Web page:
Coffee Ratios

Classic Coffee and a Leica

With COVID-19 lockdown continuing I have been using the time to improve my coffee brewing.

Mainly espresso and pour over, but even the odd French press (cafetière).

Coffee recipes are often expressed in various terms, scoops of coffee to cups of water, or fluid ounces (often not explaining whether American or imperial). Oh and what is a cup. In Europe a cup of coffee can be anything from a 4 Oz to a 6 Oz cup. In America in fact the west in general it just seems to keep getting bigger. The biggest issue with measuring volume is the fact that different coffee can have more volume than other, plus it depends on grind size.

Most common now is a ratio by weight, for espresso 1:2, one part coffee to two parts output. So for example 14 grams of coffee (an Italian double), and have 28 grams of espresso.

For pour over 1:15 is often the starting place. So one part of coffee to fifteen parts of water.

So ratio by weight is better but who wants to do maths before making coffee, I much prefer grams of coffee per litre of water, a litre of water being 1000 grams.

As a general rule I start at around 60 g per litre for a pour over and maybe a little more for a French press depending on how I am feeling. It makes the calculations easy, a large mug is generally 250 ml so four mugs is a litre, 30 g for two mugs, 15 g for one mug. Also I grind a little finer for a V60 when making amounts up to 250 ml, a little courser for my Kalita Wave, and courser still for my Chemex when brewing over 400 ml.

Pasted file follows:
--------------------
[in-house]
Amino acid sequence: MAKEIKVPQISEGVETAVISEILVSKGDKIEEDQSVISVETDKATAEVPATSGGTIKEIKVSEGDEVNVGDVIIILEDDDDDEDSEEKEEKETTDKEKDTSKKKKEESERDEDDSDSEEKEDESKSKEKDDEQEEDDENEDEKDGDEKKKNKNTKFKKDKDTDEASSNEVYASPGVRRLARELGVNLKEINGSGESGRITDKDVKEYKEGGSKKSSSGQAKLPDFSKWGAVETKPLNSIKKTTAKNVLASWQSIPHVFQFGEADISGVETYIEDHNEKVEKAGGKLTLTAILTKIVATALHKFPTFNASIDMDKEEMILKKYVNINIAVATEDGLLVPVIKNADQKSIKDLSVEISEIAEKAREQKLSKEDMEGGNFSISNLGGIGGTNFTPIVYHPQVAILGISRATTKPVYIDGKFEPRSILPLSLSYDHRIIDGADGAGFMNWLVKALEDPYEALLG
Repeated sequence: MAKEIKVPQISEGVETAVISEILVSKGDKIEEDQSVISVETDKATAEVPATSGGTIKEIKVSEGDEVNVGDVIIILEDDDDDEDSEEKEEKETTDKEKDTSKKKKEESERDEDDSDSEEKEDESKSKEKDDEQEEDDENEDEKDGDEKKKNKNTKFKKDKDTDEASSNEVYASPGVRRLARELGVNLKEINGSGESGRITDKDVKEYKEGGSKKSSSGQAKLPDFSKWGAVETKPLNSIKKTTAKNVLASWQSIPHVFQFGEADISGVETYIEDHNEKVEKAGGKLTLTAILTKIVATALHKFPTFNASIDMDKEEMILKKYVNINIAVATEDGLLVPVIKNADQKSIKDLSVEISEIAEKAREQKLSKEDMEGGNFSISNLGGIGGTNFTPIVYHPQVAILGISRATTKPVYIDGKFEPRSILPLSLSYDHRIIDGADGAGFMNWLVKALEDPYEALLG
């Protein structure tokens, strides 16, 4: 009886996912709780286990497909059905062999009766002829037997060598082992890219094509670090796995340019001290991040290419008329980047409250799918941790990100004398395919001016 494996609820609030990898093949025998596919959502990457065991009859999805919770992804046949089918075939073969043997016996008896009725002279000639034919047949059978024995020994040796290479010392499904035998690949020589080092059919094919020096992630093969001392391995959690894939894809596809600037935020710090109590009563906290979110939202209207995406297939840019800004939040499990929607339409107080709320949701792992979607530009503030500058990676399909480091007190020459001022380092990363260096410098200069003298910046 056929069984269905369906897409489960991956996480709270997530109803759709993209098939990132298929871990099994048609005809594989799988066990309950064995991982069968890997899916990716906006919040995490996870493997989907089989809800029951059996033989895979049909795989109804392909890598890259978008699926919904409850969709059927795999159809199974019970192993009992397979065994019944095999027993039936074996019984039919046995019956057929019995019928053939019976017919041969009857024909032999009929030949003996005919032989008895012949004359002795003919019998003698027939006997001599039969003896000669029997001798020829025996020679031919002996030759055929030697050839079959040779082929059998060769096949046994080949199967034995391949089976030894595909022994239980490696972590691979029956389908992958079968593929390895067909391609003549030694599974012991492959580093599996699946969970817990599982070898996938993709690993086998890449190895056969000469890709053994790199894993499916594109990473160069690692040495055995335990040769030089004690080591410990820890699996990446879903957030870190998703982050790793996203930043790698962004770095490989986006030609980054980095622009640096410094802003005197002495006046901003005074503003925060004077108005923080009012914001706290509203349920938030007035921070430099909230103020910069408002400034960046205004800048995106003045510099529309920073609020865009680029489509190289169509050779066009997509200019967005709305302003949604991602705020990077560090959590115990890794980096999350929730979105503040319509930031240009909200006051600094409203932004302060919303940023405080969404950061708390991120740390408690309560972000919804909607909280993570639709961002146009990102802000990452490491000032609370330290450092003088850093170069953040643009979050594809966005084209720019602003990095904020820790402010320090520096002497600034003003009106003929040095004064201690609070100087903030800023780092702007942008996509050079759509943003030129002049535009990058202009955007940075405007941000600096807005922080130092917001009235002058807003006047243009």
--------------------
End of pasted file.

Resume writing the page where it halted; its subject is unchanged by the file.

Knowing that 1 g equals 1 ml of water you can figure out the size of your favourite coffee cup and using the grams per litre measure quickly make yourself a cup of quality coffee first thing in the morning.

Nikon Z9 – Nikon’s first Professional Mirrorless Camera

Its been rumoured for a while and Nikon this week confirmed that it is coming this year.

I expect it tested fully at the Olympics. A lot of people seem to be expecting a D850 type replacement around the £3000 – £4000 mark. While I fully expect a D850 type mirrorless camera to appear this is not it.

I expect this to be similar to the D6 and a similar price, £6000 – £7000; this is going to shock a lot of people but I expect the tech in this will trickle down to cheaper models. I also do not expect it to be a megapixel monster, I suspect 40MP at the most if its going to have the kind of performance News, Sports and Wildlife Photographers need.

NSW – Reworking Old Photographs

Candy – Art Nude: Nikon D200

Its not something I do often, but with software advances, it can sometimes be interesting to take old photographs; the original raw images, and re-edit them in the latest software.